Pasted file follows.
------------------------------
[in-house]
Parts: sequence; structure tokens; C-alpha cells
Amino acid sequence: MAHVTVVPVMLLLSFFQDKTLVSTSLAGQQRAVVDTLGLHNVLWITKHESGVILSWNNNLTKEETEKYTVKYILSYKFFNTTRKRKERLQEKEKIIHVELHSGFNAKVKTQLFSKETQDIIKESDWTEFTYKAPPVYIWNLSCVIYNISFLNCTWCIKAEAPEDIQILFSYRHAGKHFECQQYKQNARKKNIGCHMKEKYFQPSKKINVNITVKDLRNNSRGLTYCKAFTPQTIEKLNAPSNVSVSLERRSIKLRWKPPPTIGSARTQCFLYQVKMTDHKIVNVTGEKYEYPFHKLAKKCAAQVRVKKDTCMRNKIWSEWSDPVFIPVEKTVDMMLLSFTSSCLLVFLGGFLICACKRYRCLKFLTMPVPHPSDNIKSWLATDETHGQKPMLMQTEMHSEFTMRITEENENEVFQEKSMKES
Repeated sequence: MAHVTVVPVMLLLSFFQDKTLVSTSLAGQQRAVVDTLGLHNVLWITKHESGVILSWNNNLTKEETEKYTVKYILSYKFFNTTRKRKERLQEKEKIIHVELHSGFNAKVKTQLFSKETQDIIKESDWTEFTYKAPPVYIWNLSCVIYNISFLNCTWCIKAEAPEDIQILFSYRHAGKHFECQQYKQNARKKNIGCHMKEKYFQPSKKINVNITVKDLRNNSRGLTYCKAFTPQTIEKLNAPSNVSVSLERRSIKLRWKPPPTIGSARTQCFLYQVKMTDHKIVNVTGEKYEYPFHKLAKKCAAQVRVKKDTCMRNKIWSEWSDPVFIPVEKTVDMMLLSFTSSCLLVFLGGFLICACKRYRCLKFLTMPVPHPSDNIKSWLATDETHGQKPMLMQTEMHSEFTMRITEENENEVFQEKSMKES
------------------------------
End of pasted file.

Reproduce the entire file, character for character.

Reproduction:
[in-house]
Parts: sequence; structure tokens; C-alpha cells
Amino acid sequence: MAHVTVVPVMLLLSFFQDKTLVSTSLAGQQRAVVDTLGLHNVLWITKHESGVILSWNNNLTKEETEKYTVKYILSYKFFNTTRKRKERLQEKEKIIHVELHSGFNAKVKTQLFSKETQDIIKESDWTEFTYKAPPVYIWNLSCVIYNISFLNCTWCIKAEAPEDIQILFSYRHAGKHFECQQYKQNARKKNIGCHMKEKYFQPSKKINVNITVKDLRNNSRGLTYCKAFTPQTIEKLNAPSNVSVSLERRSIKLRWKPPPTIGSARTQCFLYQVKMTDHKIVNVTGEKYEYPFHKLAKKCAAQVRVKKDTCMRNKIWSEWSDPVFIPVEKTVDMMLLSFTSSCLLVFLGGFLICACKRYRCLKFLTMPVPHPSDNIKSWLATDETHGQKPMLMQTEMHSEFTMRITEENENEVFQEKSMKES
Repeated sequence: MAHVTVVPVMLLLSFFQDKTLVSTSLAGQQRAVVDTLGLHNVLWITKHESGVILSWNNNLTKEETEKYTVKYILSYKFFNTTRKRKERLQEKEKIIHVELHSGFNAKVKTQLFSKETQDIIKESDWTEFTYKAPPVYIWNLSCVIYNISFLNCTWCIKAEAPEDIQILFSYRHAGKHFECQQYKQNARKKNIGCHMKEKYFQPSKKINVNITVKDLRNNSRGLTYCKAFTPQTIEKLNAPSNVSVSLERRSIKLRWKPPPTIGSARTQCFLYQVKMTDHKIVNVTGEKYEYPFHKLAKKCAAQVRVKKDTCMRNKIWSEWSDPVFIPVEKTVDMMLLSFTSSCLLVFLGGFLICACKRYRCLKFLTMPVPHPSDNIKSWLATDETHGQKPMLMQTEMHSEFTMRITEENENEVFQEKSMKES